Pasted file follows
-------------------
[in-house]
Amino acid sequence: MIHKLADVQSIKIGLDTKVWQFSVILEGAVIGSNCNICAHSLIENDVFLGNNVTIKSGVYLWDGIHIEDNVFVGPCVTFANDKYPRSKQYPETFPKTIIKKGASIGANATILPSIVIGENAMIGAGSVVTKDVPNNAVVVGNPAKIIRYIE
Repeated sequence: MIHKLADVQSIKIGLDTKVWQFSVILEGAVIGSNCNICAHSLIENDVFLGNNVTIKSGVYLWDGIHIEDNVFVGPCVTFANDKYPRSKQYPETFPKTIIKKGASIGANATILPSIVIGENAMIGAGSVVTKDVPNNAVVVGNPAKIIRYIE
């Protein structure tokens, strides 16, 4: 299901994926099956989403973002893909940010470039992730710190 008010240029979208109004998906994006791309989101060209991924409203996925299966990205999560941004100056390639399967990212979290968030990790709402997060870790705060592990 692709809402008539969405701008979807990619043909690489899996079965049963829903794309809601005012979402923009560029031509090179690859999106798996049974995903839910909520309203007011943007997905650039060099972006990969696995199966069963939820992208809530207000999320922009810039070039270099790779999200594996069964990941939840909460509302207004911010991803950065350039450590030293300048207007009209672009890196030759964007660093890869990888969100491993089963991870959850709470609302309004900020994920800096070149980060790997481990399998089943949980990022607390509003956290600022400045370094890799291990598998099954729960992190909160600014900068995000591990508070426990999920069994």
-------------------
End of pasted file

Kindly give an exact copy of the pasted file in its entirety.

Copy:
[in-house]
Amino acid sequence: MIHKLADVQSIKIGLDTKVWQFSVILEGAVIGSNCNICAHSLIENDVFLGNNVTIKSGVYLWDGIHIEDNVFVGPCVTFANDKYPRSKQYPETFPKTIIKKGASIGANATILPSIVIGENAMIGAGSVVTKDVPNNAVVVGNPAKIIRYIE
Repeated sequence: MIHKLADVQSIKIGLDTKVWQFSVILEGAVIGSNCNICAHSLIENDVFLGNNVTIKSGVYLWDGIHIEDNVFVGPCVTFANDKYPRSKQYPETFPKTIIKKGASIGANATILPSIVIGENAMIGAGSVVTKDVPNNAVVVGNPAKIIRYIE
């Protein structure tokens, strides 16, 4: 299901994926099956989403973002893909940010470039992730710190 008010240029979208109004998906994006791309989101060209991924409203996925299966990205999560941004100056390639399967990212979290968030990790709402997060870790705060592990 692709809402008539969405701008979807990619043909690489899996079965049963829903794309809601005012979402923009560029031509090179690859999106798996049974995903839910909520309203007011943007997905650039060099972006990969696995199966069963939820992208809530207000999320922009810039070039270099790779999200594996069964990941939840909460509302207004911010991803950065350039450590030293300048207007009209672009890196030759964007660093890869990888969100491993089963991870959850709470609302309004900020994920800096070149980060790997481990399998089943949980990022607390509003956290600022400045370094890799291990598998099954729960992190909160600014900068995000591990508070426990999920069994």